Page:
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Discussion on: Bringing Modern OO To Perl

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jplindstrom profile image
Johan Lindstrom • Edited on

I don't understand the argument. How is "it can't compile" backwards compatible? It's new syntax that should blow up in earlier versions. And it does.

Aside from that, a class declaration with / without a block seems to blow up the same way:

class Cache::LRU;            # to end of file
class Cache::LRU { ... };    # to end of block
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So what is the argument?

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ovid profile image
Ovid Author

This is something that was pointed out to me (by Sawyer? can't recall) a while ago as an unintended benefit. In short, if I wanted to repurpose syntax such as my Dog $spot, I'd be stepping on existing syntax. However, by creating a new syntax with an unambiguous scope and is guaranteed not to run on older versions of Perl (short of something really bizarre going on), we have a brand new syntax which is guaranteed not to clash with existing usage.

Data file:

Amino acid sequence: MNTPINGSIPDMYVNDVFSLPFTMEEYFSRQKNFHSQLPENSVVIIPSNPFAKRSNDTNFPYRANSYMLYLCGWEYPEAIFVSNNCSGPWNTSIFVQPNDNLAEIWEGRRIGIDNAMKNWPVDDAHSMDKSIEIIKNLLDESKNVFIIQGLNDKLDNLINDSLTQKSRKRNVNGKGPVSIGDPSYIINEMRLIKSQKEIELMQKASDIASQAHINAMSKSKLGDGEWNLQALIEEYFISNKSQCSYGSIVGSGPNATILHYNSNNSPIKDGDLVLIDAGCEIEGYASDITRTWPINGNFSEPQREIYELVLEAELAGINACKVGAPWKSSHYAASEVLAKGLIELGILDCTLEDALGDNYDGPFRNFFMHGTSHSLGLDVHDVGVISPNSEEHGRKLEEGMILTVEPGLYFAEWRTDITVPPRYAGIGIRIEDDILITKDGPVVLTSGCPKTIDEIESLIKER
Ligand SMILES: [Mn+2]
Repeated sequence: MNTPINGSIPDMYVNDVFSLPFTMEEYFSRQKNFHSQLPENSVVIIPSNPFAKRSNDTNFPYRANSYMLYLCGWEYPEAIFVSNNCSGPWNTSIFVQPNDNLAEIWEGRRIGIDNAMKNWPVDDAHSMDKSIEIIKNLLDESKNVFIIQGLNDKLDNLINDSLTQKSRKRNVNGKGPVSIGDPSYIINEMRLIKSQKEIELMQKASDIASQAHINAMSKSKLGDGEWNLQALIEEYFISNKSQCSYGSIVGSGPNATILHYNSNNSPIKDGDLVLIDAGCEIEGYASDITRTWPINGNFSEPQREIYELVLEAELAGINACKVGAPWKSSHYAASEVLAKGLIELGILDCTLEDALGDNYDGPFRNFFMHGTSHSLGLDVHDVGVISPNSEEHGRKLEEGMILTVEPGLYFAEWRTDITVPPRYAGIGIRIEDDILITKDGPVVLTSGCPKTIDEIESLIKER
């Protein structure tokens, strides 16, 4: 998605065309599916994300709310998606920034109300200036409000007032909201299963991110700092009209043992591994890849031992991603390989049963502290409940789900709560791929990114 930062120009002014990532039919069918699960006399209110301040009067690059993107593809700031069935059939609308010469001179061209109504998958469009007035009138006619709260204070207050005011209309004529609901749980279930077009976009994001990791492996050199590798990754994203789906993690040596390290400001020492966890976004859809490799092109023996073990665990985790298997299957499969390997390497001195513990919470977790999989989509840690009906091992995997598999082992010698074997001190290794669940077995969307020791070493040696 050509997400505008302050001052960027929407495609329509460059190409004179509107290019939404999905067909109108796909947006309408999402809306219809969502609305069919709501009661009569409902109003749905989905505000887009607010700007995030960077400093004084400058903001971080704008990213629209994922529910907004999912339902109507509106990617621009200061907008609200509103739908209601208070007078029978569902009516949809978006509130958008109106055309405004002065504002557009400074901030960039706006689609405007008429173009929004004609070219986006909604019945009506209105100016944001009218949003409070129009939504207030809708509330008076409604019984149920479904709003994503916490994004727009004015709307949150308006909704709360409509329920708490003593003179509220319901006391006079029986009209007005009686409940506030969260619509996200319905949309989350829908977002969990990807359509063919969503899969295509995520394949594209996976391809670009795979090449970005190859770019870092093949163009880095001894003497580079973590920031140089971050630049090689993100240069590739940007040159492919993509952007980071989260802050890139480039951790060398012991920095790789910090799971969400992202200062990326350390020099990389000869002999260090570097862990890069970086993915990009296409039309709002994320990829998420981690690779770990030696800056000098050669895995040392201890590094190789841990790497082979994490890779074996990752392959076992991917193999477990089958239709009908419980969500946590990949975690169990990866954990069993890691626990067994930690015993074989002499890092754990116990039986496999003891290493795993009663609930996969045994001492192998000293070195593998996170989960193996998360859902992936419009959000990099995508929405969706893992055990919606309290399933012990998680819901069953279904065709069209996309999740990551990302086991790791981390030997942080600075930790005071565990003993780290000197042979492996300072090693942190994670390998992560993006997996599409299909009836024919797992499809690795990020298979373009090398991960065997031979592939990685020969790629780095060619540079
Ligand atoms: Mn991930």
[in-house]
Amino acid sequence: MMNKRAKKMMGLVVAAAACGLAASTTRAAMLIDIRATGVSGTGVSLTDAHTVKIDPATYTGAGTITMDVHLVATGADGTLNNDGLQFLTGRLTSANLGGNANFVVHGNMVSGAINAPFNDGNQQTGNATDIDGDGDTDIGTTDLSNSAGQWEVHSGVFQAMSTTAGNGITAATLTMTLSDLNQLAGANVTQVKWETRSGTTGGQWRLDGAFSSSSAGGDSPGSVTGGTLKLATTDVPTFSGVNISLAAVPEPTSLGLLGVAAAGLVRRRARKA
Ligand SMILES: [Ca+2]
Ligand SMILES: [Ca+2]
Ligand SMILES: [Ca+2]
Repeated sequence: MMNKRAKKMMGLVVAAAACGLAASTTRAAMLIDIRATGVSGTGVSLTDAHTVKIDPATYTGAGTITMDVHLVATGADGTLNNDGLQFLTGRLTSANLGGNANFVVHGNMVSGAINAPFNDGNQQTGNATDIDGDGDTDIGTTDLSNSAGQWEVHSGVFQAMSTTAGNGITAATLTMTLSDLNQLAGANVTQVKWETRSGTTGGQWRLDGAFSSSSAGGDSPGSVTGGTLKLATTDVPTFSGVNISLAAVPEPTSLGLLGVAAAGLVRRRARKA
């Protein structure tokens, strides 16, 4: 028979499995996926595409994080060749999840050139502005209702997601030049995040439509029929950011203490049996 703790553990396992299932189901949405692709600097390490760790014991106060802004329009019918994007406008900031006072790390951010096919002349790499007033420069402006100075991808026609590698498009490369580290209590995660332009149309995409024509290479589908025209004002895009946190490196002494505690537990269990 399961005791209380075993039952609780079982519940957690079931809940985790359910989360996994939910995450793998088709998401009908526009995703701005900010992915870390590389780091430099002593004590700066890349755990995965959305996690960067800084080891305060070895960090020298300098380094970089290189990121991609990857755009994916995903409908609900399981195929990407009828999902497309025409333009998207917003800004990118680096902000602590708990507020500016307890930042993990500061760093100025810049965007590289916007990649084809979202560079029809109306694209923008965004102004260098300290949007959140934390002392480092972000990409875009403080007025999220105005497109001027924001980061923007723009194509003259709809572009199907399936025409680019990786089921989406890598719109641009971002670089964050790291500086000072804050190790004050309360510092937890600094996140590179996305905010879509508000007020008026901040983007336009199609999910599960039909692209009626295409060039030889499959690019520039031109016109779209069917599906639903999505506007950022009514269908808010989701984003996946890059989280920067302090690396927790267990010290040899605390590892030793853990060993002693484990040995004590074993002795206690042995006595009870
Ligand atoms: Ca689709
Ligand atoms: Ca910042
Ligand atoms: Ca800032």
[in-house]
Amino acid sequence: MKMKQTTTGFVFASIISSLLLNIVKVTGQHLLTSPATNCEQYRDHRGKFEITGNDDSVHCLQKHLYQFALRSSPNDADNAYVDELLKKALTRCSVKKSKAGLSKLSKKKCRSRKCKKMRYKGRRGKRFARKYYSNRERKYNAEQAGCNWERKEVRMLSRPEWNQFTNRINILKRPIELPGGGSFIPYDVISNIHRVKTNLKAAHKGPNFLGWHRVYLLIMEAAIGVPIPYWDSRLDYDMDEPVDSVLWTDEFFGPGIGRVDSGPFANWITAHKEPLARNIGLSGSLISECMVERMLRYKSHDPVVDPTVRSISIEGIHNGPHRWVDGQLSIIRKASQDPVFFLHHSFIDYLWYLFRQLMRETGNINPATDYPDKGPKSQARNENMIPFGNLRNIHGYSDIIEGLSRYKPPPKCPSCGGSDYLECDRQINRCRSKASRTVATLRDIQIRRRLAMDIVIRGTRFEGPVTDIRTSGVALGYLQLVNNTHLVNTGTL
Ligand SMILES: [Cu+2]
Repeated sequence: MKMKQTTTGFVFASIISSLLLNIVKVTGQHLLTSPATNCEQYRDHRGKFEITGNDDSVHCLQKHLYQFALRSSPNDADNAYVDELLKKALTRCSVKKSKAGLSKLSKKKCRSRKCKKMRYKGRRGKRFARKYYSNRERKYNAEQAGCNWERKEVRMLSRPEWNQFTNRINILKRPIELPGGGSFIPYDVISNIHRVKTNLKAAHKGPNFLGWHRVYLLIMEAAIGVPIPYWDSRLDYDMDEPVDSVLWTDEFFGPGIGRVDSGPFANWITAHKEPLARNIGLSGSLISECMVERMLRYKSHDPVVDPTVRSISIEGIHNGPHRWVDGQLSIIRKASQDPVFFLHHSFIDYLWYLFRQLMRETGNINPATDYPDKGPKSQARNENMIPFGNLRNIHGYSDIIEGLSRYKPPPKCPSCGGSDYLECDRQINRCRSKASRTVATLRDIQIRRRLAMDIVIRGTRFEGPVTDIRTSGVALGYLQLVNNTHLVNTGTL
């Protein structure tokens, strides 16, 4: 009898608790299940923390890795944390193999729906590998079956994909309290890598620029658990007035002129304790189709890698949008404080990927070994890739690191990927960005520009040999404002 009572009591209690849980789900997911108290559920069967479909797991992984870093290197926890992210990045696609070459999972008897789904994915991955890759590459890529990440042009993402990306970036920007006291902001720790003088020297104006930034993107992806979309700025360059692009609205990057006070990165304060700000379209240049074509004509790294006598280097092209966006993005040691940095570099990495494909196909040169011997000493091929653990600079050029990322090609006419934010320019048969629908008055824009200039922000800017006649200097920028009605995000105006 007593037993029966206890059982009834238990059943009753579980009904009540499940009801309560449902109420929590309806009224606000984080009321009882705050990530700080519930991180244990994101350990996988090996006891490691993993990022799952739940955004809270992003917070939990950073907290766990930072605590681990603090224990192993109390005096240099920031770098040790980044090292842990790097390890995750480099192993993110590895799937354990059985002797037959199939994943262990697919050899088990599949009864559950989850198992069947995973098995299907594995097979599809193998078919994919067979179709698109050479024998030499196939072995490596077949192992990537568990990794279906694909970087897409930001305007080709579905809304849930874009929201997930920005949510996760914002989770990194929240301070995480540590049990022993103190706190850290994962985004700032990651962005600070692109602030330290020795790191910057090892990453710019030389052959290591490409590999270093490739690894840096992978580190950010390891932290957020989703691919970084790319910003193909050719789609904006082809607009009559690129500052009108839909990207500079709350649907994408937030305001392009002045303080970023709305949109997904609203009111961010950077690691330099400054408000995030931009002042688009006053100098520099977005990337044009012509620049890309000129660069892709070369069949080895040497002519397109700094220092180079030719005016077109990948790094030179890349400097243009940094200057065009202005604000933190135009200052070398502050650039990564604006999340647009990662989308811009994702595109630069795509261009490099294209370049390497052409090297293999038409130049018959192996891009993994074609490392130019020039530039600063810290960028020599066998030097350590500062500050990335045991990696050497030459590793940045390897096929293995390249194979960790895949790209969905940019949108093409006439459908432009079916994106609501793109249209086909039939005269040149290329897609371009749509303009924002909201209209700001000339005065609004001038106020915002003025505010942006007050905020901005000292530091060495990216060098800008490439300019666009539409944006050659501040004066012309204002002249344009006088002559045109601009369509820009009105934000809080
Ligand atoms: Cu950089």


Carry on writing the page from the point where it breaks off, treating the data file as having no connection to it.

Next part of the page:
Further, because its scope is well-defined, we can play around with new syntax in that scope. Just adding a has function or a method keyword to the language could break all sorts of existing code that is already trying to do something like that. But by doing it in a new scope, we're safe.